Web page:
After caring for COVID patients throughout the pandemic, a nurse from Jefferson Hospital in Washington Township now needs help from the public after his own medical emergency resulted in his hands and feet being amputated.
“It is really just highlighting this story of a hero who needs our help. People have rallied but the kind of support they need is beyond local,” said Amy Hill, a friend of Jon Aquino and his family. “Their perspective is amazing and they have a lot of hope and have been really thankful for the support they have been getting.
“They are just trying to stay positive.”
After both Jon Aquino and his wife Kay worked as nurses during COVID and welcomed a baby girl, they decided to take a well-deserved vacation to Avalon at the end of August. Jon became ill on the Monday after, but the family assumed he had a cold or the flu and thought little of it. The next day, he decided to seek help at an Urgent Care facility.
Young and healthy otherwise, Jon was sent home. The next day, he was flown by helicopter from an emergency room to Cooper Hospital, and that’s when a seemingly harmless illness turned into a situation that changed the Aquino family’s life forever — meningitis.
“Early, Wednesday morning, he woke up and his toenails and fingernails had a blue tint,” Kay recalled. “I told him it was time to go to the ER. A few hours later, they flew him to Cooper from the ER. Jon had a brain bleed, but because he was clotting too much, his fingers and toes were turning black … “
Because of his brain bleed, Kay added, there was no medication that could save Jon’s hands and feet. By the time he was healthy enough for surgery, all four limbs had to be amputated.
Transferred from the hospital to a rehab on Oct. 14, Jon not only hasn’t seen his children in weeks, but the family has lost its main financial provider. So Hill hopes to have the community offer help to keep the Aquinos’ life together.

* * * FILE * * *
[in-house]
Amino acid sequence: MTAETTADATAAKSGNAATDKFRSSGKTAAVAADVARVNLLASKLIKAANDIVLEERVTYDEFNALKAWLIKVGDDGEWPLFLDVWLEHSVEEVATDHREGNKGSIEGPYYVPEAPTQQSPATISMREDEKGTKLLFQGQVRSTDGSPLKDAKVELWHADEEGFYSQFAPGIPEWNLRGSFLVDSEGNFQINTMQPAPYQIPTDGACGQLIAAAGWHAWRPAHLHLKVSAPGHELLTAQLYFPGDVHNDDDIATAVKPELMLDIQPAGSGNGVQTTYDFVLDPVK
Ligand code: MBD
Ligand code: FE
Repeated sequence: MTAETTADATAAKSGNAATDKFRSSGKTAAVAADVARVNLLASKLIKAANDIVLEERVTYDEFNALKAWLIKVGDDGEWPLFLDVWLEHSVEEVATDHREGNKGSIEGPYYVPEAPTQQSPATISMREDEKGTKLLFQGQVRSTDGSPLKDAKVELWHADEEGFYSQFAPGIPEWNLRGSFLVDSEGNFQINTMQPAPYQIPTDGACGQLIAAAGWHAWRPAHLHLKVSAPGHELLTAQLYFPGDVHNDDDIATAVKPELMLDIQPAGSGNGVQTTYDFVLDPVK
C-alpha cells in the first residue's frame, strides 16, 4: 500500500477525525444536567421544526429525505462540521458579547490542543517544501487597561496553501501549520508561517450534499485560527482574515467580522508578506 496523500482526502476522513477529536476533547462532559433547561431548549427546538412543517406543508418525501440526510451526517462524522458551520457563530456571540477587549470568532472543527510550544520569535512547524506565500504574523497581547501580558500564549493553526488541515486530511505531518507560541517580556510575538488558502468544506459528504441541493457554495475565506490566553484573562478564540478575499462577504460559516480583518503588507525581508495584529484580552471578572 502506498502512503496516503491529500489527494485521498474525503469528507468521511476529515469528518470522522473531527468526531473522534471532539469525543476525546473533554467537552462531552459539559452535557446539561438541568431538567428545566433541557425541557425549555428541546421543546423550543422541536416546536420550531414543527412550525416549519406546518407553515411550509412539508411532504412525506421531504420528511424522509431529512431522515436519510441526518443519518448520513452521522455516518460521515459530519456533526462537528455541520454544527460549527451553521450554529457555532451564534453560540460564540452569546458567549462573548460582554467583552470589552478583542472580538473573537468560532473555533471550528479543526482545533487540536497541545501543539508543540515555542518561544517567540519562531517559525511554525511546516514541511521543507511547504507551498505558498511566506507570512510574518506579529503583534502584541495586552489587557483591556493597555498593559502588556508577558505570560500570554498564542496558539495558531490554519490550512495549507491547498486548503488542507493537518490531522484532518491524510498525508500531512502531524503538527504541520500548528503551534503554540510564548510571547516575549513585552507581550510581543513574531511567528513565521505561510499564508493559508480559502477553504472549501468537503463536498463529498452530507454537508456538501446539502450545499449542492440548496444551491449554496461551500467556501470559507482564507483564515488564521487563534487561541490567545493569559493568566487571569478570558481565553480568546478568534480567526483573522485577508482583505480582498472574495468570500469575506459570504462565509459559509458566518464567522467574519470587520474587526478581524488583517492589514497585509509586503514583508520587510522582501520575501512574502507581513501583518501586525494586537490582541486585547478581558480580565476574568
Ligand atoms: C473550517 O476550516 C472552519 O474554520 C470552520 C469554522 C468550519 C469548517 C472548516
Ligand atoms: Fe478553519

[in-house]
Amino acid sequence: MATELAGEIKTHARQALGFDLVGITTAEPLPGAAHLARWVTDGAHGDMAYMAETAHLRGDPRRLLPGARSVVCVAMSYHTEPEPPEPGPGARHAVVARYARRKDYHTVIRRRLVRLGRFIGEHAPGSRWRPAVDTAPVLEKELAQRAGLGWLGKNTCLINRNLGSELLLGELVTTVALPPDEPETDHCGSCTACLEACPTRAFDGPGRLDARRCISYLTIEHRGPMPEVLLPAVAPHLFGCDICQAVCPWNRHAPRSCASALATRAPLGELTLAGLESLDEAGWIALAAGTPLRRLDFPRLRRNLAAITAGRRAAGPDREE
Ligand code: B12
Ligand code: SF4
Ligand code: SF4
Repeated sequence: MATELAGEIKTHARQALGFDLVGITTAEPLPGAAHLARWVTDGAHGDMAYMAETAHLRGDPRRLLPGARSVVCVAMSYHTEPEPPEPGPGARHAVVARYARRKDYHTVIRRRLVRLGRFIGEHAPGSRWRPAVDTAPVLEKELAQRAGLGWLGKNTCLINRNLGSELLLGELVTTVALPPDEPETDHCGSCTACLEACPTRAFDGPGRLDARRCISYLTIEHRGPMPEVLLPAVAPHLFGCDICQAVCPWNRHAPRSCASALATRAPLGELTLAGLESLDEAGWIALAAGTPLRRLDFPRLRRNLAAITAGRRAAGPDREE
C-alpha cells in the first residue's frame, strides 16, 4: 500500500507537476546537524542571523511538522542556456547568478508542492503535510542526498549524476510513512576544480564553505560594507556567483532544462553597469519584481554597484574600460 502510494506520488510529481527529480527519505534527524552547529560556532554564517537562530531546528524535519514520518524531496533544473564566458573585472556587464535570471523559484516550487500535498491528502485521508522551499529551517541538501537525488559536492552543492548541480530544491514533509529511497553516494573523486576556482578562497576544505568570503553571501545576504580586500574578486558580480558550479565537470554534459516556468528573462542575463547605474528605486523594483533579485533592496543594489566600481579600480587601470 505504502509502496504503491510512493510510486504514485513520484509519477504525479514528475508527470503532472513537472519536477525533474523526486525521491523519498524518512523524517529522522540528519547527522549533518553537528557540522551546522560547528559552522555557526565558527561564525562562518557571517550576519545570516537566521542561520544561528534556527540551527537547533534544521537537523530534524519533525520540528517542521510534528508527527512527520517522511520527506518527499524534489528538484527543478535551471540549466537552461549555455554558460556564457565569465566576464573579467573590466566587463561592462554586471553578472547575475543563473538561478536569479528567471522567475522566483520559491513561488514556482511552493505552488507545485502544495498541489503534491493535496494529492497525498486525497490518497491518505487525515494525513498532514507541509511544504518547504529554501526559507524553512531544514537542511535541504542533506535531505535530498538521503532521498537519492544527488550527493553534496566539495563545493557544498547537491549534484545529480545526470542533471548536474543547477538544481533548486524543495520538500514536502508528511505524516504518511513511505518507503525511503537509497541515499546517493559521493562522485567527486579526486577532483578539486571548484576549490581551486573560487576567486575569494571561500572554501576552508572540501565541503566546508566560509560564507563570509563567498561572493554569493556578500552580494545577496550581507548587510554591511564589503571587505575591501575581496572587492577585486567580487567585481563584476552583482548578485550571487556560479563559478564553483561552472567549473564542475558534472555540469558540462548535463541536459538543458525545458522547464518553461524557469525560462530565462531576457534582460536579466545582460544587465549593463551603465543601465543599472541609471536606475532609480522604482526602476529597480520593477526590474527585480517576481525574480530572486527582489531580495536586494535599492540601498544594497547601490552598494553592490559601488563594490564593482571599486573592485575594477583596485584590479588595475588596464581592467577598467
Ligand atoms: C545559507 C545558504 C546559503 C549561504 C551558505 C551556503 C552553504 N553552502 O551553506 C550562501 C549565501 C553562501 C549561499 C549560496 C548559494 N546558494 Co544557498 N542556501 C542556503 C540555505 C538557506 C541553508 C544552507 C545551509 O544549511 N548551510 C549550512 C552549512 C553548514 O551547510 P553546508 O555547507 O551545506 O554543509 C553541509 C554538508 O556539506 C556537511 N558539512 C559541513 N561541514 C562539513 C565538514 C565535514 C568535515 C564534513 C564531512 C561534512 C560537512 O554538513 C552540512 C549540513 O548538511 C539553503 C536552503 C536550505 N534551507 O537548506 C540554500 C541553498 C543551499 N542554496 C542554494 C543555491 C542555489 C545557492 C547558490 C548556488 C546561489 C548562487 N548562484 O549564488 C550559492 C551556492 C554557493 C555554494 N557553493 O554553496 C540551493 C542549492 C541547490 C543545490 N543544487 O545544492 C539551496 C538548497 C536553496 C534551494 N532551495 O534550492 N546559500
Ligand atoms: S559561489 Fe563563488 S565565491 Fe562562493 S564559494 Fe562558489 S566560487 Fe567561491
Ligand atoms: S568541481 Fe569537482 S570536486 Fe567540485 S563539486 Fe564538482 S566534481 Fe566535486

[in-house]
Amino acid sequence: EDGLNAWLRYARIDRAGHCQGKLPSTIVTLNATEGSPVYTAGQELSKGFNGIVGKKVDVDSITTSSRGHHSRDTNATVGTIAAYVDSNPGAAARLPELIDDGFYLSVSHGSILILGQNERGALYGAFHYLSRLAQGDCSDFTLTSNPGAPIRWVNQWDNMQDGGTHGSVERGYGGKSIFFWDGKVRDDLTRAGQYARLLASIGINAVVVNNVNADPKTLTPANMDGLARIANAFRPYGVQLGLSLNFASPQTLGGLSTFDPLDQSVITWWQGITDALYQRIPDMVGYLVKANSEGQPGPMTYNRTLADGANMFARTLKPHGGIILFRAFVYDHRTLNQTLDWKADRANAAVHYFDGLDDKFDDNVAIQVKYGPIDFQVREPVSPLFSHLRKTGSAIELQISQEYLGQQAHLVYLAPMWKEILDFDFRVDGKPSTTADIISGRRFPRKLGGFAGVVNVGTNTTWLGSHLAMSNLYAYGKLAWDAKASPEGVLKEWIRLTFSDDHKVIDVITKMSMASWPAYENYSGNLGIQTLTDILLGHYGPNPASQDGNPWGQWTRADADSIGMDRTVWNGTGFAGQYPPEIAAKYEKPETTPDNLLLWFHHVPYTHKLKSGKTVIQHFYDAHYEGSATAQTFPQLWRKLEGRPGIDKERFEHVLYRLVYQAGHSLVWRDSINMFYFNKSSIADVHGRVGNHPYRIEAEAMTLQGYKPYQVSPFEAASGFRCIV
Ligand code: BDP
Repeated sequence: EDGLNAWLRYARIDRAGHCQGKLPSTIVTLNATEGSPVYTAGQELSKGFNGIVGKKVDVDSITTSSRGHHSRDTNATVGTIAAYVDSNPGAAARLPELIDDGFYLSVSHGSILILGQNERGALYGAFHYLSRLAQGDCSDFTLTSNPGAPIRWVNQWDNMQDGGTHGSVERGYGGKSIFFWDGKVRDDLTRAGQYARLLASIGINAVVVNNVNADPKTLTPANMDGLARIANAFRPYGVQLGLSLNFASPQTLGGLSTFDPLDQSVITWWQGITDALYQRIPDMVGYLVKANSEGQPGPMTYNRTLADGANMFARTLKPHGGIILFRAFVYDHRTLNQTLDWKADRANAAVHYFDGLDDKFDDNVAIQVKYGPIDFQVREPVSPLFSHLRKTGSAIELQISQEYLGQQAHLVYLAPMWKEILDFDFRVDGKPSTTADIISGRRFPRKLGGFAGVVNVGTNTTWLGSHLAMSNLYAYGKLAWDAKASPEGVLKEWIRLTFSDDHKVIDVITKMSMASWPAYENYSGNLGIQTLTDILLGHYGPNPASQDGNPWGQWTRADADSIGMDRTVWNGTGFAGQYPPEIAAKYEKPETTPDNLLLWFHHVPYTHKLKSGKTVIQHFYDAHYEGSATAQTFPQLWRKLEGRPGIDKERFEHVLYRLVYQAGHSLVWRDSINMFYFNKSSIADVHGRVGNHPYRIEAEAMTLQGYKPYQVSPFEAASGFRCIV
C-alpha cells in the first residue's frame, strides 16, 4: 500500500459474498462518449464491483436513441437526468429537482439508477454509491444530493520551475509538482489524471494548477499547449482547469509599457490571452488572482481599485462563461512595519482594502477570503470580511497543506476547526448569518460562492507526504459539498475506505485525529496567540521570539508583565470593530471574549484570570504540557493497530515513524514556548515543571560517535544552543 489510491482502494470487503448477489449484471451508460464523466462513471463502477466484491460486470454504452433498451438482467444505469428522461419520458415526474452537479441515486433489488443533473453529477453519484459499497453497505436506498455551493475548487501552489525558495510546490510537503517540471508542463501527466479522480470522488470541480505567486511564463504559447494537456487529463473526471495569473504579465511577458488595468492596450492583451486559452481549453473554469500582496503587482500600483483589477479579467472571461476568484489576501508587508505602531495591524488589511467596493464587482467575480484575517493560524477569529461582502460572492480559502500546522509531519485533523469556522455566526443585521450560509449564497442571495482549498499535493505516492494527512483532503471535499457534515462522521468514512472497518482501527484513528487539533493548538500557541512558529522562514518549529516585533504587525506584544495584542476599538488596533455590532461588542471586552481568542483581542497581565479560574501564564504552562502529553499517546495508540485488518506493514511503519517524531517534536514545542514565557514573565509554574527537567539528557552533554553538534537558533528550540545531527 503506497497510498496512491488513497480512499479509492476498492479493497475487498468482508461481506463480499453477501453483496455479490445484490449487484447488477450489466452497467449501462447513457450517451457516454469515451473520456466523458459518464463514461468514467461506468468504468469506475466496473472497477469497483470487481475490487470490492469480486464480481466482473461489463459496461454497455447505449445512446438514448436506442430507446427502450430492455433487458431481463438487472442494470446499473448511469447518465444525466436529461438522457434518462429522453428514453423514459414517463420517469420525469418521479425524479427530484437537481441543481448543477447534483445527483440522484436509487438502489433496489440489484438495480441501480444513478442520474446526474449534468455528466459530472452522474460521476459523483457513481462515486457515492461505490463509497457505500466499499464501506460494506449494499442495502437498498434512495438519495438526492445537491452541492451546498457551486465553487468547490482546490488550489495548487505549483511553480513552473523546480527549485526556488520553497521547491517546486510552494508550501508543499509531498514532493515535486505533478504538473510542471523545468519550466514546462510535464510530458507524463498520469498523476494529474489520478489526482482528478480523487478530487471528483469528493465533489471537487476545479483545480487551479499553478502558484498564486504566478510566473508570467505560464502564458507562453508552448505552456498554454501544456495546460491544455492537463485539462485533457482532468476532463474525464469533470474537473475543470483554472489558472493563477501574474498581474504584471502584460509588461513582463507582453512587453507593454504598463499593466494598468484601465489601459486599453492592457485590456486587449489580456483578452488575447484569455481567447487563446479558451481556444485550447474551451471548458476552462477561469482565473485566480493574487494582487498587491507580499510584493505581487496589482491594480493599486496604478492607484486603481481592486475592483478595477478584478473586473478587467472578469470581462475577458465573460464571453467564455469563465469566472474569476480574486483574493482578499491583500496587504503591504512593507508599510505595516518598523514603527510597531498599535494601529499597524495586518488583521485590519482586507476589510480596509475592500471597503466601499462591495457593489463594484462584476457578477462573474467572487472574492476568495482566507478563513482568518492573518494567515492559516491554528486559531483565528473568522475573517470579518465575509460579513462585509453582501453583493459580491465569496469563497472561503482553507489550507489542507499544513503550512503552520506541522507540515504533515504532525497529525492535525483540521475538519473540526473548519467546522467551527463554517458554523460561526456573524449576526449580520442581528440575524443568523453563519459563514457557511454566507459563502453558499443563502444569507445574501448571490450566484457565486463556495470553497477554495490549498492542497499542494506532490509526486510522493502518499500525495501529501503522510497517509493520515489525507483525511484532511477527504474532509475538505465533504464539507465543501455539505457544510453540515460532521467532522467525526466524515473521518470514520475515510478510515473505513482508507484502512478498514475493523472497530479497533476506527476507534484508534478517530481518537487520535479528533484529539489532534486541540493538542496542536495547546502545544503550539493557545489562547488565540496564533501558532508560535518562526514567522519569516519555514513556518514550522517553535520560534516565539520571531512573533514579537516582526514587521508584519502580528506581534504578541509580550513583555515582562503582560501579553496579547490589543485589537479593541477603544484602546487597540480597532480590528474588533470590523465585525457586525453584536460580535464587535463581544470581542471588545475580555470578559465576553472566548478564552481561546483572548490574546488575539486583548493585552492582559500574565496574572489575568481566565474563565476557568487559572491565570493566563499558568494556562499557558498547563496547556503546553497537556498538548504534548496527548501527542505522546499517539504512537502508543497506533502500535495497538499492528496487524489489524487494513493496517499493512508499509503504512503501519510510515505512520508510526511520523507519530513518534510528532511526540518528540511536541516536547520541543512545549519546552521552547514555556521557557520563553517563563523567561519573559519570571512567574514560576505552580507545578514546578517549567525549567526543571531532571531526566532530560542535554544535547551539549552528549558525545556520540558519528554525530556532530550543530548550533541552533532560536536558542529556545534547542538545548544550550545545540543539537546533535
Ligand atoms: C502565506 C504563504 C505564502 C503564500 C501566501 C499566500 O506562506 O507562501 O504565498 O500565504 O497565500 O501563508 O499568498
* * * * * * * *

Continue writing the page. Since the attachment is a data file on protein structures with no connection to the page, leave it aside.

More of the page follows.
“They are just young married babies with babies,” Hill noted. “I know there have been a lot of tragic stories to come out of COVID, but they are just good people that need help. This was a person who was caring for people; it just all feels so crazy.”
Not only will the cost of the emergency care be astronomical, but the family will have to renovate to make its home handicapped-accessible. The Aquinos are exploring prosthetics and a possible hand transplant that would not be covered by the family’s insurance.
Kay is hopeful that starting a new full-time nursing position with health benefits will bring in more money. But the timing of that is uncertain.
“I would say the GoFund Me (page) would be the best way if people wanted to help,” said Kay. “My husband worked for Jefferson, so our insurance wasn’t able to pay all of the costs from Cooper. And if we decide to pursue the hand transplant, that would be all out of pocket …
“It is just a lot of expenses,” she added. “We are so grateful for anything.”
The Aquinos and their friends are seeking the public’s help in any way possible. The GoFundMe page has raised more than $45,000 so far, but Kay also asks for thoughts and prayers.
“I guess the hardest part is probably that this is all unknown for us,” she explained. “We are both nurses, but we don’t know anyone who is young with no hands or feet. We have young children, which is also hard …
“There is no guidebook for how to handle this level of trauma. We have to take it day by day.”